Are Youth Athletes Becoming Bad Sports?

Just last month, a father was charged with beating another dad to death in an argument over their sons’ youth hockey game.

Like father, like son, some say.

As a teen hockey player from Illinois pleaded guilty today to a misdemeanor charge for giving a rival player a paralyzing injury, youth sports officials say violence among adults at youth events appears to be affecting the kids.

Good sportsmanship seems to be falling out of fashion, youth sports officials note, as overaggressive adults prowl the sidelines and grandstands screaming at officials, coaches and players.

And some believe win-at-all-cost coaches, violent parents and poor role models in professional sports may be making child athletes more aggressive and violent, although no hard statistics on assaults at youth sports events exist to prove or disprove it.

“There has been a tremendous upsurge in violence in the last five years,” says Fred Engh, president of the National Alliance for Youth Sports, which advises recreation programs around the country. He says he is hearing of more and more violent incidents.

“We’re beginning to see the trickle-down effect [from adults’ misbehavior] … where children that are involved are becoming part of the bad behavior,” Engh says. “Far too often, we tell [kids] it’s OK to cheat in order to win, to taunt the players on the other team, to criticize officials.”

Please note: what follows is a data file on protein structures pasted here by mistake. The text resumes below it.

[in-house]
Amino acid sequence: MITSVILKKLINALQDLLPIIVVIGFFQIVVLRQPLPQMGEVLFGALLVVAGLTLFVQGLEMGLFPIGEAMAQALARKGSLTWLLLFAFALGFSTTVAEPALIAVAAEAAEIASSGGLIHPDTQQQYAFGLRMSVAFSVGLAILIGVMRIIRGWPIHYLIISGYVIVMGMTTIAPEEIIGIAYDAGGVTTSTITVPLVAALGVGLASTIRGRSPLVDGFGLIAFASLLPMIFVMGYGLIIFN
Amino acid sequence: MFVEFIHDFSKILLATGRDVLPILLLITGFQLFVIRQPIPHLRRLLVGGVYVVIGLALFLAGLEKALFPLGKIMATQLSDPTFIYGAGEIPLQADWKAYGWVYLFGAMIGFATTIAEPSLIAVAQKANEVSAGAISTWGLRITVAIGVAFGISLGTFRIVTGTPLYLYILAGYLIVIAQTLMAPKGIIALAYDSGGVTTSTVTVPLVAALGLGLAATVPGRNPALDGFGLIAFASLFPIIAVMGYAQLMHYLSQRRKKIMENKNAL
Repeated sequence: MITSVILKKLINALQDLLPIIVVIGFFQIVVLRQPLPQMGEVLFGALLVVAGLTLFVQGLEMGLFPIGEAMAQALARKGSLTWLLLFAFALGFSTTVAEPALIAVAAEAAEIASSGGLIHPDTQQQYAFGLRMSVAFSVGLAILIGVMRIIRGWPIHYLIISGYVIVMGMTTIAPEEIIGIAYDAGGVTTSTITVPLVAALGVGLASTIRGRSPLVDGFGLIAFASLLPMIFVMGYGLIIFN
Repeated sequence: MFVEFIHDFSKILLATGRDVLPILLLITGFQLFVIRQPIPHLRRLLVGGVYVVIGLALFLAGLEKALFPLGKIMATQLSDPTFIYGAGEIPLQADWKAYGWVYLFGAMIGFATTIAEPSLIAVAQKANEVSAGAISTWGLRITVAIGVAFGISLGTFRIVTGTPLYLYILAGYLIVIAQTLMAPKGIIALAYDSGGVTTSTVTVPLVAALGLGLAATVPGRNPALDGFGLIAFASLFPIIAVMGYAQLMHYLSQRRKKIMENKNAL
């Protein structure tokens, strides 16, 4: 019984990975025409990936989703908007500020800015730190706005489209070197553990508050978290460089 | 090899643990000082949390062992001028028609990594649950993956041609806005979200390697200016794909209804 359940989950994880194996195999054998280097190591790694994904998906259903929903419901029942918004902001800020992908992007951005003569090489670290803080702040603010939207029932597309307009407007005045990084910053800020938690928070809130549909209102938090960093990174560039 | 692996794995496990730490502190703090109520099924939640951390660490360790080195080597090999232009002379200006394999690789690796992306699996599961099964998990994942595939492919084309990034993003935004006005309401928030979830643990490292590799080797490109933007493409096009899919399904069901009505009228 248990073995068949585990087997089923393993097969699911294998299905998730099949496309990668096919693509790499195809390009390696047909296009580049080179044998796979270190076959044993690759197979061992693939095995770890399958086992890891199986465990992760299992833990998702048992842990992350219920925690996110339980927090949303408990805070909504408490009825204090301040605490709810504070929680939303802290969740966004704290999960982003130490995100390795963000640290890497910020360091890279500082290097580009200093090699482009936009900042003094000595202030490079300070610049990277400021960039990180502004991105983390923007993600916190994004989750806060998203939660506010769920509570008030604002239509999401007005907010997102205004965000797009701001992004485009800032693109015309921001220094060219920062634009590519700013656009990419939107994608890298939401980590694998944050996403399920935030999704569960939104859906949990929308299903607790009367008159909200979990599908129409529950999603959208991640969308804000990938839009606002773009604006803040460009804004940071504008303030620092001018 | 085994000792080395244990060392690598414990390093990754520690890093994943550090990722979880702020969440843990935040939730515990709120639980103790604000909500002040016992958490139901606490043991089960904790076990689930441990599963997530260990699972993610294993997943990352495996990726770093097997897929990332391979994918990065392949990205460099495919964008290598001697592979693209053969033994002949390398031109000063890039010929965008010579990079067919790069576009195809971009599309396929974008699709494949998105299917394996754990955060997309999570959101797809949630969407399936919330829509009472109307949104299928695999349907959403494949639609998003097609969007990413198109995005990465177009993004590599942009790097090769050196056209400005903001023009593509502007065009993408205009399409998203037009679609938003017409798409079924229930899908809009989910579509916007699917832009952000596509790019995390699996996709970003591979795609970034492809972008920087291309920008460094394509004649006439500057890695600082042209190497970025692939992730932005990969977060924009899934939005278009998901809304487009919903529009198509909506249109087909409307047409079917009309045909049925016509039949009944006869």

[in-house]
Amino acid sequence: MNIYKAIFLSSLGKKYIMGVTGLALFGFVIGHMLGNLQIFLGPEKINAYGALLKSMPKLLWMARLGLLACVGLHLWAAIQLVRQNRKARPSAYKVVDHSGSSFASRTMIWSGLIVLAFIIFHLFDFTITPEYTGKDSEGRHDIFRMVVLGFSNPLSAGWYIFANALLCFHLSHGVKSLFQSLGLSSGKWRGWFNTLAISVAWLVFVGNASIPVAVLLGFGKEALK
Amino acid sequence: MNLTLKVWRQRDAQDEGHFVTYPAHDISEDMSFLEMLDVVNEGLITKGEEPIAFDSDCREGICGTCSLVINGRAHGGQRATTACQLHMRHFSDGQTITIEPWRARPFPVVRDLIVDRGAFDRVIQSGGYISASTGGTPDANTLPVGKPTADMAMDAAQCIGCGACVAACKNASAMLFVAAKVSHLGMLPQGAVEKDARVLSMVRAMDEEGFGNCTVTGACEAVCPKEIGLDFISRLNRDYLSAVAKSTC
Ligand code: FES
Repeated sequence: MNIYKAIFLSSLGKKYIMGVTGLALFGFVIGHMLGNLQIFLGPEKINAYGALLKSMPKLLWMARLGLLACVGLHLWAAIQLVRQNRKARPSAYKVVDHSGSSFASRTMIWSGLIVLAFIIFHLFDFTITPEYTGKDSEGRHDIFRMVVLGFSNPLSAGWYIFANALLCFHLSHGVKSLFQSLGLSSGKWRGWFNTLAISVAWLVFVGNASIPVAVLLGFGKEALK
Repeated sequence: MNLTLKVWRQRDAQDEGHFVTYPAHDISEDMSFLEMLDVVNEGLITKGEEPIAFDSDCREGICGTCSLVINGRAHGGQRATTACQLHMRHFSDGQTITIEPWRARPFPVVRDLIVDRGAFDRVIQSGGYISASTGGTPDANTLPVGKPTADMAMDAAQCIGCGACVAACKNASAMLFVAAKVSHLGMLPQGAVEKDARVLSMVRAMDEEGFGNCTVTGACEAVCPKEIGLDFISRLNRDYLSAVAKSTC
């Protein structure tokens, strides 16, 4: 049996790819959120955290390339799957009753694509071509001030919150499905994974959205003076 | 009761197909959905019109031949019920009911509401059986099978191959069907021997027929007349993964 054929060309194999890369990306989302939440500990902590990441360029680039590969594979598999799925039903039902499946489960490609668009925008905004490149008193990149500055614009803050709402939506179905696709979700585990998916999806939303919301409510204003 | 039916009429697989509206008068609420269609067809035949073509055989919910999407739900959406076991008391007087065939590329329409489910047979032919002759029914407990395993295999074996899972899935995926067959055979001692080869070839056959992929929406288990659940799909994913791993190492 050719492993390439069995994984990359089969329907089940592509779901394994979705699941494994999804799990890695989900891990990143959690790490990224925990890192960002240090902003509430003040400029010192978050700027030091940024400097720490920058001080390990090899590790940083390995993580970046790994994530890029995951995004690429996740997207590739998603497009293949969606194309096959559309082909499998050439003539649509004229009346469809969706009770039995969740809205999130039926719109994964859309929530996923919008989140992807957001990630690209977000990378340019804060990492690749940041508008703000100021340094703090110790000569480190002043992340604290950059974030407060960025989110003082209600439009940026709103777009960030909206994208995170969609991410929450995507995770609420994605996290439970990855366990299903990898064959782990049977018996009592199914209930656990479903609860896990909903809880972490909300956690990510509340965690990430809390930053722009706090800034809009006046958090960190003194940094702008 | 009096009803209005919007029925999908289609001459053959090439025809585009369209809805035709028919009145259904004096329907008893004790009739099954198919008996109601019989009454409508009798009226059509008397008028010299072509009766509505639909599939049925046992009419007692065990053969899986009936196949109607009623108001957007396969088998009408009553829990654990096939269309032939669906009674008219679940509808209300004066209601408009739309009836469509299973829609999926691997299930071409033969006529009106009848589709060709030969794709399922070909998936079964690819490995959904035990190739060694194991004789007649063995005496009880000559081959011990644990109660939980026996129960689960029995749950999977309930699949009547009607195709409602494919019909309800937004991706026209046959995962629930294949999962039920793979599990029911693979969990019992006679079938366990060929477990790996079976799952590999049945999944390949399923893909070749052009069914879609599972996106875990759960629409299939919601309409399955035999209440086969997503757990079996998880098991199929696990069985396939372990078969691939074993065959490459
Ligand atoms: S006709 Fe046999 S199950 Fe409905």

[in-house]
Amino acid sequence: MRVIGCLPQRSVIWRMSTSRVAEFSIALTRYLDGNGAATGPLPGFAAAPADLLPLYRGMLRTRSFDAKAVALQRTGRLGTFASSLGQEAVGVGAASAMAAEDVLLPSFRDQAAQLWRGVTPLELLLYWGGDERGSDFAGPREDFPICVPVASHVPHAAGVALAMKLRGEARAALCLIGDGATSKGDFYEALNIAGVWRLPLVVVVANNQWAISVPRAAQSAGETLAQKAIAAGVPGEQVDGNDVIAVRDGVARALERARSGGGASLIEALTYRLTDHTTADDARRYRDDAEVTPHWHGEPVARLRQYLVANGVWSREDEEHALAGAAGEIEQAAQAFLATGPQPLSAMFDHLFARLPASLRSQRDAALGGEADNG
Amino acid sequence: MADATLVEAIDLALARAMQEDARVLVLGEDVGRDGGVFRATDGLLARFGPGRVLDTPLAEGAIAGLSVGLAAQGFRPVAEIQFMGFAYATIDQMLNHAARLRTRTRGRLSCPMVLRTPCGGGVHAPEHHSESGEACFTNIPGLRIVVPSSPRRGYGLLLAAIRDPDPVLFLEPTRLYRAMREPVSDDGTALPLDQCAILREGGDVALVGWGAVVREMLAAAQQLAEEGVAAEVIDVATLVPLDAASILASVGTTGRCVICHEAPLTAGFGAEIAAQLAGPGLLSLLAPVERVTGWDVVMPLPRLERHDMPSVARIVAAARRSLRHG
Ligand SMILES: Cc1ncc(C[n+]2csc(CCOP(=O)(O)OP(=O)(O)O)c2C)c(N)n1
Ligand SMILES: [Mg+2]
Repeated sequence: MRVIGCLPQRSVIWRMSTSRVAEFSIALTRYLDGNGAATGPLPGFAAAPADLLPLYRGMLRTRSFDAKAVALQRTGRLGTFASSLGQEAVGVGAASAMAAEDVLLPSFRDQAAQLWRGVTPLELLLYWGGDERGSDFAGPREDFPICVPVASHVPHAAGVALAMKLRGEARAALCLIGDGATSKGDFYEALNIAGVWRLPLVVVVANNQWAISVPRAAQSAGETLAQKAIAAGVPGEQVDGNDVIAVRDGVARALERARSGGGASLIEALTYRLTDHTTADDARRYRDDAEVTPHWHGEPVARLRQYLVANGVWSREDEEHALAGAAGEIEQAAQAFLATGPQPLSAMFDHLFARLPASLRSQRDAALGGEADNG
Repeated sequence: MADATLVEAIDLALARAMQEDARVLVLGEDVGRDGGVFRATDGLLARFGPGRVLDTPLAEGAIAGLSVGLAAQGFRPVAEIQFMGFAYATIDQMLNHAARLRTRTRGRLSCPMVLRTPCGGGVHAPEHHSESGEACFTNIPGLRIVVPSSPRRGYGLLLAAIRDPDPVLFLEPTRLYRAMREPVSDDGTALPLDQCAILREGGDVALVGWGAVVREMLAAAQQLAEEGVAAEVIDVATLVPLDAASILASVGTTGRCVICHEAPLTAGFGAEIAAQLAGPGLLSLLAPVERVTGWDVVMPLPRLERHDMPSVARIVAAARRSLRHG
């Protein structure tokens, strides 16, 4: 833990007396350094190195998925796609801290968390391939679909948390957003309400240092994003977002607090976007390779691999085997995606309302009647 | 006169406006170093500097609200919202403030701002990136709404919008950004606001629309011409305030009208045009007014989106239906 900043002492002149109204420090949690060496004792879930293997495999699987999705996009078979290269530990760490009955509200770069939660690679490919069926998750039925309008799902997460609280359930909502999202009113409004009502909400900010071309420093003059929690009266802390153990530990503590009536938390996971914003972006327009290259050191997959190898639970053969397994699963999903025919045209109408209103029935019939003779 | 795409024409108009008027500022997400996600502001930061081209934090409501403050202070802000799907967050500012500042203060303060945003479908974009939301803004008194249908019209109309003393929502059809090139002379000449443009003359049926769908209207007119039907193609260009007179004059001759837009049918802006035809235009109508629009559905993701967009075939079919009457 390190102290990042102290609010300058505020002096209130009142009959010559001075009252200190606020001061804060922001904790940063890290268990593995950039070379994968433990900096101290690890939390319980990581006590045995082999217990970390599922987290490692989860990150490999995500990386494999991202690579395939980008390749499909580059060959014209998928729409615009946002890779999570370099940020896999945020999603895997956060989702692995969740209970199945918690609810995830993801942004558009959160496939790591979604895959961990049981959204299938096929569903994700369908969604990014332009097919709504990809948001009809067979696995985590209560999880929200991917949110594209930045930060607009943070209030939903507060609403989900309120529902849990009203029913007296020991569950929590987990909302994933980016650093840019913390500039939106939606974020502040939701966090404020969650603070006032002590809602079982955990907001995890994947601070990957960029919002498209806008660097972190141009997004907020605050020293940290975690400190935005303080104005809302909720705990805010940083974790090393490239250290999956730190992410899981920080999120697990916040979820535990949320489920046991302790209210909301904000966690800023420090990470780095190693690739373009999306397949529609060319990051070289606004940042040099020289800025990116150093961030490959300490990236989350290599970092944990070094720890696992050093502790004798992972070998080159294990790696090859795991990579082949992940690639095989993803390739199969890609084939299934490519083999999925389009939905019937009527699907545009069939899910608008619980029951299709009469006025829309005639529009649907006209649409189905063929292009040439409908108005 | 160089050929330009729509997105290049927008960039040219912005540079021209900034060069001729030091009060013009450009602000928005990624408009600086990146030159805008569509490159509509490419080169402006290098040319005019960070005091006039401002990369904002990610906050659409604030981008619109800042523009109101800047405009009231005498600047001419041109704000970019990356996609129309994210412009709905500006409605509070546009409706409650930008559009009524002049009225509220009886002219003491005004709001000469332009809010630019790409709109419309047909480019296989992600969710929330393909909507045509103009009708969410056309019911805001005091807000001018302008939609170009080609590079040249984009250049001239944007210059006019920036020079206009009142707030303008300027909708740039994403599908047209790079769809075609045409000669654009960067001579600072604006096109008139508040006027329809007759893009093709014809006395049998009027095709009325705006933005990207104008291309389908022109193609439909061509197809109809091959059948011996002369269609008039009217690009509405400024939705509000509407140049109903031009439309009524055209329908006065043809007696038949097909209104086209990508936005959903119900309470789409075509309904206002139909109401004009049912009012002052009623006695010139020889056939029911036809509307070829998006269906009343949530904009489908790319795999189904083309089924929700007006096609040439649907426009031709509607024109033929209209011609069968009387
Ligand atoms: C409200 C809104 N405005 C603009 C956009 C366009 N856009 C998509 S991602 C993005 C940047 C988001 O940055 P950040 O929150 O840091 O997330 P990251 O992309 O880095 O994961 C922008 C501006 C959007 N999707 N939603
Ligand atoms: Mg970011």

Bad Behavior

In the Illinois case, the 16-year-old pleaded guilty to misdemeanor battery, which carries a maximum penalty of one year in jail. In return, prosecutors dropped two counts of felony aggravated battery. If convicted of those charges, the boy — whose name was withheld because he is a juvenile — could have been confined in a juvenile facility until he was 21.

Under his plea agreement, the teen acknowledged he used his stick to push Neal Goss into the boards a second after the buzzer sounded during a junior-varsity game in Gurnee on Nov. 3. Both players were 15 at the time.

Goss was left paralyzed below the waist and has limited use of his arms.

The Illinois case is not the only recent example. Waves of head-butting, elbowing and fighting have been reported at youth sporting events across the country.

Youth sports officials believe increasing complaints of violence among and between children, their parents and their coaches reflects a change in youth sports.

“Not only has the language gone more in the gutter, but we’ve also seen a rise in the number of incidences reported where physical violence has occurred,” says Bob Still, public relations manager for the National Association of Sports Officials.

Has Youth Violence Increased?

But the fact that there aren’t hard, impartial statistics to prove an upsurge in youth sports violence has some people — Still included — wondering whether there really is a trend toward violence, or just an increase in reported cases.

Dan Macallair, vice president of the Center on Juvenile and Criminal Justice, says it appears to him there is an increase in violence at youth sporting events — particularly among adults — but that does not necessarily make it so.

“We really don’t know because we don’t have the evidence,” Macallair says. “My guess is that it’s probably less than we think. … My gut is that it’s being reported more frequently and more widely just because of modern-day media practices and media technology.”

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